By Jennifer L. Baker
Who doesn’t love the look of big, billowy butterflies floating from flour perennial gardens?
Butterflies are glamorous and we feel honored when they grace our yards with their beauty. Not so when folks bear witness to their larval forms; essentially the ugly duckling before one of the most spectacular events that Mother Nature has ever produced; metamorphosis!
We all learned about this phenomenon reading The Hungry Caterpillar when we were kids. The caterpillar eats and eats and eats until it decides that the time is right to change into a winged version of itself….the critter that we identify with more.
Although adult butterflies feed from nectar produced by a variety of flowers, what we need to realize is that many of these underappreciated caterpillars are host specific, feeding on only one type of plant. If the host plant is absent, the adult butterfly soon will be. Since native butterflies evolved with native communities; prairies, woodlands and wetlands, it only makes sense to plant native plants to attract native butterflies.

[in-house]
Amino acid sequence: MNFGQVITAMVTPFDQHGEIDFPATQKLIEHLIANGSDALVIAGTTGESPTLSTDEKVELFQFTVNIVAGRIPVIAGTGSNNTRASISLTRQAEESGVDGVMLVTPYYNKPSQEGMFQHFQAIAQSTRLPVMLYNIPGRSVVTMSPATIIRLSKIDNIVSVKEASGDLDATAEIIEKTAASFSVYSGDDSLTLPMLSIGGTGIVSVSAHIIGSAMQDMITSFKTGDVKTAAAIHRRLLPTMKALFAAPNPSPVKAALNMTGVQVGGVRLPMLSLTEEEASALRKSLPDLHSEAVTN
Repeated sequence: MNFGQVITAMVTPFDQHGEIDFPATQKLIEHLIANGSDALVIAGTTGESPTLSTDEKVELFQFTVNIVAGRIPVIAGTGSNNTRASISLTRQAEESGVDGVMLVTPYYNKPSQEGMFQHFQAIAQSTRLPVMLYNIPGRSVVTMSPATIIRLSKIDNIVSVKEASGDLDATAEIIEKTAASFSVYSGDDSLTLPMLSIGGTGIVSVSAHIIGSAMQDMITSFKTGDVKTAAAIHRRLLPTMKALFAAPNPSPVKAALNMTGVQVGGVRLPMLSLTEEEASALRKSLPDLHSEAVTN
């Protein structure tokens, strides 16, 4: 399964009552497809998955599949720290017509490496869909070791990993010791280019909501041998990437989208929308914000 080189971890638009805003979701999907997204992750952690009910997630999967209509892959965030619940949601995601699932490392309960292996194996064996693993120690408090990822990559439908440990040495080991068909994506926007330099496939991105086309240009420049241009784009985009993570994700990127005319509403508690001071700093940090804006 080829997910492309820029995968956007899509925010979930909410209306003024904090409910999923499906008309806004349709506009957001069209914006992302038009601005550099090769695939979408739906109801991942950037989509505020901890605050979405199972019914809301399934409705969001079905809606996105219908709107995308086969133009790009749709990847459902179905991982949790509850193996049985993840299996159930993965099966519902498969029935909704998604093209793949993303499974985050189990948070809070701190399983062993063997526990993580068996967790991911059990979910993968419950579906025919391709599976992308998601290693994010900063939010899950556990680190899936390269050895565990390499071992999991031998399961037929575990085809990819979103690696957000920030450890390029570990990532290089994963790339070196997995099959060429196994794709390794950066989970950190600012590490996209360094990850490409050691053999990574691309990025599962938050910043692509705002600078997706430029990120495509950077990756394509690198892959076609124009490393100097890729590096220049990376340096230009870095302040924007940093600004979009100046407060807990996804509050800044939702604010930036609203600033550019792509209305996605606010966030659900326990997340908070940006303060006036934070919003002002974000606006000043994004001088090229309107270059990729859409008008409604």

So, if you want to both attract and maintain a population of Monarch butterflies in your yard, plant a member of the milkweed family, the only plants that nurture the black, white and yellow zebra-striped larvae.
Jennifer Baker is owner of Sparrow Landscaping a design build landscaping company that focuses on using native plants. Sparrow works in Wisconsin, Northern Illinois and Eastern/Southern Minnesota.